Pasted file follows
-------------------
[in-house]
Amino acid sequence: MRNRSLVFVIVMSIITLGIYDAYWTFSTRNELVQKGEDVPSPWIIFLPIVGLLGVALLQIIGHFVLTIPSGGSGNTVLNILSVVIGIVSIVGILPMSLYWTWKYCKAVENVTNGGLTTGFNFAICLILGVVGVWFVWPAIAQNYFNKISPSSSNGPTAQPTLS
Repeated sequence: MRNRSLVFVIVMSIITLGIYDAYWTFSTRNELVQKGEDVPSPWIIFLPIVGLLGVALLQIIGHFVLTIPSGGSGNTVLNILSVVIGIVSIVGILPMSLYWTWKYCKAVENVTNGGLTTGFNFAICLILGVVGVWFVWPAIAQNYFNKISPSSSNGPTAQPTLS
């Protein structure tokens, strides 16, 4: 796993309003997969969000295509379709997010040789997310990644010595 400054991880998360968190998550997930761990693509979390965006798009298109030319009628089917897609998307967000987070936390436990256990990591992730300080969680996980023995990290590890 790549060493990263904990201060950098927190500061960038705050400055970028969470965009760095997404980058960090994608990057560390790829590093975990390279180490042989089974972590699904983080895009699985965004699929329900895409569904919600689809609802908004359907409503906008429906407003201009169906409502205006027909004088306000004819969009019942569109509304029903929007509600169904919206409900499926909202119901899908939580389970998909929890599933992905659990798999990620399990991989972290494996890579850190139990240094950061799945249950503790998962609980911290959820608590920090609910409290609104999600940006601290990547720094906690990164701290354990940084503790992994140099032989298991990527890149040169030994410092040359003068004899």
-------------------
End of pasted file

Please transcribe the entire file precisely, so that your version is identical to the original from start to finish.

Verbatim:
[in-house]
Amino acid sequence: MRNRSLVFVIVMSIITLGIYDAYWTFSTRNELVQKGEDVPSPWIIFLPIVGLLGVALLQIIGHFVLTIPSGGSGNTVLNILSVVIGIVSIVGILPMSLYWTWKYCKAVENVTNGGLTTGFNFAICLILGVVGVWFVWPAIAQNYFNKISPSSSNGPTAQPTLS
Repeated sequence: MRNRSLVFVIVMSIITLGIYDAYWTFSTRNELVQKGEDVPSPWIIFLPIVGLLGVALLQIIGHFVLTIPSGGSGNTVLNILSVVIGIVSIVGILPMSLYWTWKYCKAVENVTNGGLTTGFNFAICLILGVVGVWFVWPAIAQNYFNKISPSSSNGPTAQPTLS
């Protein structure tokens, strides 16, 4: 796993309003997969969000295509379709997010040789997310990644010595 400054991880998360968190998550997930761990693509979390965006798009298109030319009628089917897609998307967000987070936390436990256990990591992730300080969680996980023995990290590890 790549060493990263904990201060950098927190500061960038705050400055970028969470965009760095997404980058960090994608990057560390790829590093975990390279180490042989089974972590699904983080895009699985965004699929329900895409569904919600689809609802908004359907409503906008429906407003201009169906409502205006027909004088306000004819969009019942569109509304029903929007509600169904919206409900499926909202119901899908939580389970998909929890599933992905659990798999990620399990991989972290494996890579850190139990240094950061799945249950503790998962609980911290959820608590920090609910409290609104999600940006601290990547720094906690990164701290354990940084503790992994140099032989298991990527890149040169030994410092040359003068004899």